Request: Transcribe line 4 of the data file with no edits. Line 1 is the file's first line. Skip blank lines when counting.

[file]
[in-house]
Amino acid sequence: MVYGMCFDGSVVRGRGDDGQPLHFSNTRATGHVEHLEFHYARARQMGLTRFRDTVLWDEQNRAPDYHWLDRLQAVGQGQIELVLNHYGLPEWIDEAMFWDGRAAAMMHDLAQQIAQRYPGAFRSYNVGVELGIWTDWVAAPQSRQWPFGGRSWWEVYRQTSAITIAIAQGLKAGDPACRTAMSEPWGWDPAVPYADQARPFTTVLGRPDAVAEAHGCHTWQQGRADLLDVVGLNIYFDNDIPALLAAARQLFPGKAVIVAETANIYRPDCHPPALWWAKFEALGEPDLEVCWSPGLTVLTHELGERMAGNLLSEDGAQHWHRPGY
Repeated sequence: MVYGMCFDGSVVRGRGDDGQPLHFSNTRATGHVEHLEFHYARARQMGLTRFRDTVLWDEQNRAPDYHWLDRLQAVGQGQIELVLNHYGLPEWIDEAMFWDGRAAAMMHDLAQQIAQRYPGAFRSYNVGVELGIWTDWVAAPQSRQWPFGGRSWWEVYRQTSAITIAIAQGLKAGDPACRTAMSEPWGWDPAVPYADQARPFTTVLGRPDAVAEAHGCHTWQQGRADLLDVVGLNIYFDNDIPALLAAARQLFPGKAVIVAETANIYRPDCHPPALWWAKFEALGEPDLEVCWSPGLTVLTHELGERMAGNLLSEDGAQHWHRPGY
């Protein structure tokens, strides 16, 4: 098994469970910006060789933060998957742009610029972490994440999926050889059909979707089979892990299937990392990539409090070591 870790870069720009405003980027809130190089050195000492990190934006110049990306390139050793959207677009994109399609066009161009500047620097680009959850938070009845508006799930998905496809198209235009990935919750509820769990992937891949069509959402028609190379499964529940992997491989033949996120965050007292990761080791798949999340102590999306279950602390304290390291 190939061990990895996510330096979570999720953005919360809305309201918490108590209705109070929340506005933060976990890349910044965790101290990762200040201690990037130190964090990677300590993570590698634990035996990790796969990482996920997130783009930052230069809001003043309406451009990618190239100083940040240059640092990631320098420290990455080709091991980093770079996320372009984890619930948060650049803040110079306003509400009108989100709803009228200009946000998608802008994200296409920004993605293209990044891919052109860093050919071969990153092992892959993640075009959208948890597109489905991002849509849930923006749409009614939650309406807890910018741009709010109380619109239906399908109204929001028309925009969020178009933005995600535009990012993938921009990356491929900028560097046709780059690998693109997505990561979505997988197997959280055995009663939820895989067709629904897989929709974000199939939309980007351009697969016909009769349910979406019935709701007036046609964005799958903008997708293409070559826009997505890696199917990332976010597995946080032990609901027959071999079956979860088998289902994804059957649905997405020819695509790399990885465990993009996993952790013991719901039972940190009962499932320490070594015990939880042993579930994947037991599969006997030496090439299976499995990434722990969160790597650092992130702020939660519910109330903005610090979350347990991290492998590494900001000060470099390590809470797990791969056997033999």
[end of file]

């Protein structure tokens, strides 16, 4: 098994469970910006060789933060998957742009610029972490994440999926050889059909979707089979892990299937990392990539409090070591 870790870069720009405003980027809130190089050195000492990190934006110049990306390139050793959207677009994109399609066009161009500047620097680009959850938070009845508006799930998905496809198209235009990935919750509820769990992937891949069509959402028609190379499964529940992997491989033949996120965050007292990761080791798949999340102590999306279950602390304290390291 190939061990990895996510330096979570999720953005919360809305309201918490108590209705109070929340506005933060976990890349910044965790101290990762200040201690990037130190964090990677300590993570590698634990035996990790796969990482996920997130783009930052230069809001003043309406451009990618190239100083940040240059640092990631320098420290990455080709091991980093770079996320372009984890619930948060650049803040110079306003509400009108989100709803009228200009946000998608802008994200296409920004993605293209990044891919052109860093050919071969990153092992892959993640075009959208948890597109489905991002849509849930923006749409009614939650309406807890910018741009709010109380619109239906399908109204929001028309925009969020178009933005995600535009990012993938921009990356491929900028560097046709780059690998693109997505990561979505997988197997959280055995009663939820895989067709629904897989929709974000199939939309980007351009697969016909009769349910979406019935709701007036046609964005799958903008997708293409070559826009997505890696199917990332976010597995946080032990609901027959071999079956979860088998289902994804059957649905997405020819695509790399990885465990993009996993952790013991719901039972940190009962499932320490070594015990939880042993579930994947037991599969006997030496090439299976499995990434722990969160790597650092992130702020939660519910109330903005610090979350347990991290492998590494900001000060470099390590809470797990791969056997033999």